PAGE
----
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We advise Media and Entertainment firms on finance and transaction support

How to sell a business in the entertainment industry

The complex process of selling a business is often compounded by specific issues within an industry. As far as media and entertainment is concerned, the broad range of business types - from digital companies to print media and advertising - means that even appointing a suitable advisor takes a little more consideration.

Professional advisors with a targeted specialism and practical experience in your field will be best-placed to help you navigate the issues, ensure priority goals are met, and avoid making post-sale commitments that are difficult to maintain.

Information Memorandum

General information

The first official notification to interested parties that your business is for sale is the Information Memorandum. This document includes general and financial information about the company.

Buyers will want to know:

  • Its history
  • What makes the business different to others in the sector
  • Structure of ownership
  • Location of premises – if there are more than one, what each premises are used for
  • Details of staff contracts
  • Your reasons for selling

“Why are you selling the business?” is often the first question asked by prospective buyers, and this needs to be clearly articulated. If you cannot state plainly the reasons for selling, it is likely to create suspicion amongst buyers and negatively affect the price.

Financials

The financial section provides details on how the business is run, the services/products you sell, why they are in demand, your customer base, and an outline of the company’s financial health.

You will need to provide business reports, asset valuations, details of your liabilities, turnover/profit and loss statements, as well as forecasts for future turnover and profits. So with this in mind, what issues might affect a potential buyer’s decision on whether to go ahead with the purchase?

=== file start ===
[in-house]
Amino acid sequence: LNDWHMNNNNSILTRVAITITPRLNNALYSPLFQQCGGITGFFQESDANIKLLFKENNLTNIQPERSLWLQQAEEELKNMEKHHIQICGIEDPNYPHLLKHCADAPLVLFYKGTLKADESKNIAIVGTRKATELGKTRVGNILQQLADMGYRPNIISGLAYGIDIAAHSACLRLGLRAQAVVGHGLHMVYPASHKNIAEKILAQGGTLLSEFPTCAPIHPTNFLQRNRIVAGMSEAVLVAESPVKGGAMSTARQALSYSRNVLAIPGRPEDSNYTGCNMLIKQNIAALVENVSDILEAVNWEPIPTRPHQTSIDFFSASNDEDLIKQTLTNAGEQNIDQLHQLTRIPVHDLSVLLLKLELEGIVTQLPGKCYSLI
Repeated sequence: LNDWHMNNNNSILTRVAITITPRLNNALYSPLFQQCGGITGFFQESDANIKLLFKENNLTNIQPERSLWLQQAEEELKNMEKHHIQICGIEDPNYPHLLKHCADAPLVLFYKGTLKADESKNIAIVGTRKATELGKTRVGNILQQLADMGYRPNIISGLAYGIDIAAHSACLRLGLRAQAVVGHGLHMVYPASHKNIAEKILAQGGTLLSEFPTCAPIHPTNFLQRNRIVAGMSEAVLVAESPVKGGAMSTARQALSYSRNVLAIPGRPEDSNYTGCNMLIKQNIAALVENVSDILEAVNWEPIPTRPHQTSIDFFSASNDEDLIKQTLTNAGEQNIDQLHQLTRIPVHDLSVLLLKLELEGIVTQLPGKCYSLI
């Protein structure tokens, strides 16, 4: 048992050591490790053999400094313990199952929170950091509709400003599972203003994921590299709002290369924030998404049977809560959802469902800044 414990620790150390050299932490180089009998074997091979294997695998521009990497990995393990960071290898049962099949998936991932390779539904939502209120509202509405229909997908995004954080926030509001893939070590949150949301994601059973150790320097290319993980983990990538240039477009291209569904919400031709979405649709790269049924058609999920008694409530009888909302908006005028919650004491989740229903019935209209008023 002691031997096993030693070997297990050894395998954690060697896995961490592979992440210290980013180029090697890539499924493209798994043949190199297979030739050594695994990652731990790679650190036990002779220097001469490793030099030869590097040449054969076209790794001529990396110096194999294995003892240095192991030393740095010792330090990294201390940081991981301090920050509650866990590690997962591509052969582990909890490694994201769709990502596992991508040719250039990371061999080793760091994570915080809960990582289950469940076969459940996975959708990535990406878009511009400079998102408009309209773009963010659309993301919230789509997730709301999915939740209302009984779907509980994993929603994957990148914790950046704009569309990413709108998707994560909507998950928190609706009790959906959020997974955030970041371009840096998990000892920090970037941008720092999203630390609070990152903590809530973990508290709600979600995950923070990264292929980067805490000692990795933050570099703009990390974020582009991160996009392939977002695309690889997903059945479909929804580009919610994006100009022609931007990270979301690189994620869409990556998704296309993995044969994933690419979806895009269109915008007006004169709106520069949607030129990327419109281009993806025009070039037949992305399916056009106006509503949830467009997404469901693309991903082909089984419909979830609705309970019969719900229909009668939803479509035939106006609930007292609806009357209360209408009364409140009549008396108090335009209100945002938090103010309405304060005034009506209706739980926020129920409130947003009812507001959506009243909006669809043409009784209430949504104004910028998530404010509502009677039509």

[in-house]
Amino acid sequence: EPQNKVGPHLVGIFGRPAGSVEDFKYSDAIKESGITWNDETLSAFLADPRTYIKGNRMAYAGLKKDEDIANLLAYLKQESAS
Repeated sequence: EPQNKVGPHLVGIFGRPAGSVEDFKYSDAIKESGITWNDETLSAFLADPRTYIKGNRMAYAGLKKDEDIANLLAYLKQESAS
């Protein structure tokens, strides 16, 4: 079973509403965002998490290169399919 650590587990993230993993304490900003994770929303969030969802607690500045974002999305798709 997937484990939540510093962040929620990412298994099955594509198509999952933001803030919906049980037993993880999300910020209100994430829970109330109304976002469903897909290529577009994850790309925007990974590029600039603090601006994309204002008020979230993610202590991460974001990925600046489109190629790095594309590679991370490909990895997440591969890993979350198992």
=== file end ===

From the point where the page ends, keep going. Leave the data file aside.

• The type of revenue you bring in

Your business model determines the ease with which you can predict future turnover. Clearly, if you have subscriptions/memberships or service contracts, you can forecast this with greater accuracy, at the same time instilling confidence in a buyer that a solid financial base already exists. Businesses such as those dependent on regularly negotiating advertising deals may struggle to provide revenue forecasts with sufficient accuracy.

  • Staff issues 

Media businesses by their very nature are labour intensive. The associated high staffing costs can seriously deplete profit levels, potentially discouraging buyers who are interested purely in future profits. 

  • Creative industries seen as high risk by investors

Creative industries are generally viewed by investors as a high risk option. For this reason it can be difficult to obtain finance in media and entertainment, although peer-to-peer (P2P) lending and crowdfunding are increasingly used as alternative sources.

Before issuing the Information Memorandum, it is a good idea to draw up a comprehensive confidentiality agreement to protect your business from competitors seeking business intelligence.

Due diligence and detailed talks

Once you have received an offer, you will need to see evidence of the buyer’s ability to pay - this is generally provided using bank statements or share certificates. The buyer may request that you remain in the business for a transitional period, so they can make use of your knowledge and experience, and assist with any immediate problems post-sale.

This could be on a consultancy basis, or using an ‘earn-out’ arrangement which is particularly useful if your buyer disagrees on the price, and you are agreeable to remain in the business for a certain length of time. 

In this instance, a percentage of the purchase price is deferred, with payment being dependent on the business achieving certain financial goals during the specified time.

Heads of Term Agreement/Letter of Intent

Once preliminary terms have been negotiated, a Heads of Term Agreement, also known as a Letter of Intent, can be drawn up. This may or may not be legally-binding, but sets out the terms agreed in principle, and signifies a move to the next stage of the selling process.

Is your intellectual property (IP) protected?

Protecting intellectual property is often a crucial consideration for media and entertainment businesses. As one of your most valuable assets, intellectual property including trademarks, patents and copyrights, should be registered and updated.

If a buyer discovers that IP is unprotected when carrying out their due diligence, they may disengage from the deal altogether, or alter their offer to reflect this. They also have the right to use warranties or indemnities to protect themselves from potential problems in the future.

For more information on selling your media and entertainment business, contact one of our professional advisors. Selling My Business has a team of business sales and finance experts with specialisms in the media and entertainment industry brought about by decades of experience – allowing us to provide the tailored advice you need.

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